One of the best things about rural living is our close proximity to the source of local foods and the adventure of being part of a Community Supported Agriculture program. Kim and I have been part of the Grant Farms CSA for several years now, and every Friday we love opening the big green box to discover the week’s bountiful harvest.

woman holding vegetables and unpacking them from bin
Each vegetable we unpack sparks creative thoughts of recipes and processes for turning Mother Nature’s delights into food for ourselves, our families and friends. But it hasn’t always been this way. My first introduction to a Kohlrabi was frightening — I had no idea what this purple spaceship-like bulb was — let alone how to prepare it and, gulp, eat it. But over the past five years I have persevered — tackling each new vegetable as it appeared and establishing new processes to avoid waste (freezing, drying, juicing, smoothie making). So it is with crowdfunding. At the recent Global Crowdfunding Convention, we heard statements like the one made by SEC Senior Economist Vladimir Ivanov, “Crowdfunding is a sound economic concept and soon will be mainstream.” As our communities transition to this “new normal” of capital access and fundraising, some of it will seem as alien as my first kohlrabi—yet with perseverance and commitment, we will learn new processes, new recipes for success and new delight in ways to support our friends, families and the hometowns we love.


Ancient people holding hands—that’s what we saw on the rock art at the Valley of Fire near Las Vegas last week. Kim and I were in Vegas to attend the Global Crowdfunding Convention and took a few hours to explore the area. We didn’t expect to see the spirit of community carved in stone. But there it was — in petroglyph after petroglyph illustrating the story of human connection dating back thousands of years.

hieroglyphics of community burned onto cliff rock face. old hieroglyphics drawn on rock wall of people

That story is alive and well today and crowdfunding gives it a new way to express itself. While many of the speakers at the convention touted crowdfunding success by dollars raised, there was also an underlying theme expressed by many. Conference convener Ruth Hedges capsulized it when she said, “The essence of crowdfunding is not about money—it’s about showcasing the best of humanity.” That’s why I love this work! Together we’re creating a dynamic place for community, where people share their stories, their resources, and their passion for creativity.img_5402

LARAMIE, Wyoming, October 17, 2016. The Local Crowd (, a locally-focused crowdfunding platform, has selected three rural communities to serve as Demonstration Sites for a USDA funded research project.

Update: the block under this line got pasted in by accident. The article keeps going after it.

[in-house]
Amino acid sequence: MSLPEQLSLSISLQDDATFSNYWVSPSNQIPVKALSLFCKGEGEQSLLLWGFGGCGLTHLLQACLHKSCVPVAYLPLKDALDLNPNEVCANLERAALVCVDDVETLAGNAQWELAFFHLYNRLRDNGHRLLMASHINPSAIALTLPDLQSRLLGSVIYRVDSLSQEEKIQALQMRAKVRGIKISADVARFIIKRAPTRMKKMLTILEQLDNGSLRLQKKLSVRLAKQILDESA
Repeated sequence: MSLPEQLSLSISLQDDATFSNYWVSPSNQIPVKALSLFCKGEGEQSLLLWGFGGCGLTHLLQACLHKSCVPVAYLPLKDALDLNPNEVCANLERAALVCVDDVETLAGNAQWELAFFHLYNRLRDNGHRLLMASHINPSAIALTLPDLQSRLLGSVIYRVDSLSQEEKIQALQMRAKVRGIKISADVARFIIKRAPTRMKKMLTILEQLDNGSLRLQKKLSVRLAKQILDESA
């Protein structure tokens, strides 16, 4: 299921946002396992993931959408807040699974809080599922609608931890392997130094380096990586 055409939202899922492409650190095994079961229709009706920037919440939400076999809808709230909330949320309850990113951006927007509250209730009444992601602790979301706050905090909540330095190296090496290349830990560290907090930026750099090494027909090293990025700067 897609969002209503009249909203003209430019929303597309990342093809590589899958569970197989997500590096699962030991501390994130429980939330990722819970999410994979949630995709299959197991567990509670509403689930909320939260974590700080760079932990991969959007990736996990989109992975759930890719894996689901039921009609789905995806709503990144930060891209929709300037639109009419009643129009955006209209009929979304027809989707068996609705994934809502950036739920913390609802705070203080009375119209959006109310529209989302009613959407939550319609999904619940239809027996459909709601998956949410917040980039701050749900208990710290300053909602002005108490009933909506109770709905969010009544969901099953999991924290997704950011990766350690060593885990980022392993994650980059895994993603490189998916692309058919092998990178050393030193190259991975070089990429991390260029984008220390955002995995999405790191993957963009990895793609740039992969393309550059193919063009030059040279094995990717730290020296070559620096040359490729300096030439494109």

The Local Crowd’s platform offers features and educational programs designed to help rural communities activate entrepreneurial ecosystems and spur local investment. The two-year USDA Small Business Innovation Research grant will support the launch of up to 30 Demonstration Sites, with the ultimate goal of commercializing a new tool that provides better access to capital for businesses and organizations across rural America.

The three communities selected to be Demonstration Sites are Butte, Montana; Lower Valley Hispanic Chamber of Commerce, Harlingen, Texas; and Wood County, Wisconsin. They will join the communities of Bozeman, Montana; Laramie, Wyoming; Golden Hills, Iowa; Goshen, Indiana; Monadnock Region, New Hampshire; Oregon, Illinois; Sauk Valley Region, Illinois; Spoon River, Illinois. and Teton Valley, Idaho.

“We are pleased to have such a strong group of dedicated and visionary communities coming in as our second group of Demonstration Sites,” said Diane Wolverton, Co-Founder and CEO of The Local Crowd. “During the review process, each community team submitted a vision statement about how being a Demonstration site would impact their community. These vision statements capsulized their commitment to stimulate ‘deep collaboration, innovation, local investing, job creation, eco-tourism, youth engagement, and connectivity between businesses and the community.’ We are looking forward to great results from this dynamic and extremely creative team!

oil site with sunset, Wood County, Wisconsin logo and Lower Valley Hispanic Chamber of Commerce logo

Today we have another successful campaign story to share with you!

Ana’s On Main St. was in need of equipment to keep up with the demand for juices at her shop in Evanston, Wyoming.

With the help of The Local Crowd and Evanston Wyoming’s Main Street office, Ana was able to create a campaign and reach her goal by raising funds from within the community!

woman holding a shop small sign at juice bar called Ana's On Main Street

In 2015, Serendipity Books & Antiques and Evanston, WY Main Street worked with The Local Crowd to raise $6,000 to replace damaged flooring in the kitchen and service area of their store.

With the help of 56 generous, local supports they were able to harness the power of their community and successfully raise the funds to complete their project!

The store was so pleased with the commitments their community made to help raise funds for their new floor, that after the campaign they began donating the cash in their tip jars to local organizations as their way of saying “Thanks!”

In the photo below you can see the ladies of Serendipity gifting nearly $500 to a local Splash Pad project. Wow!

Local cafe owners holding money that they raised by crowdfunding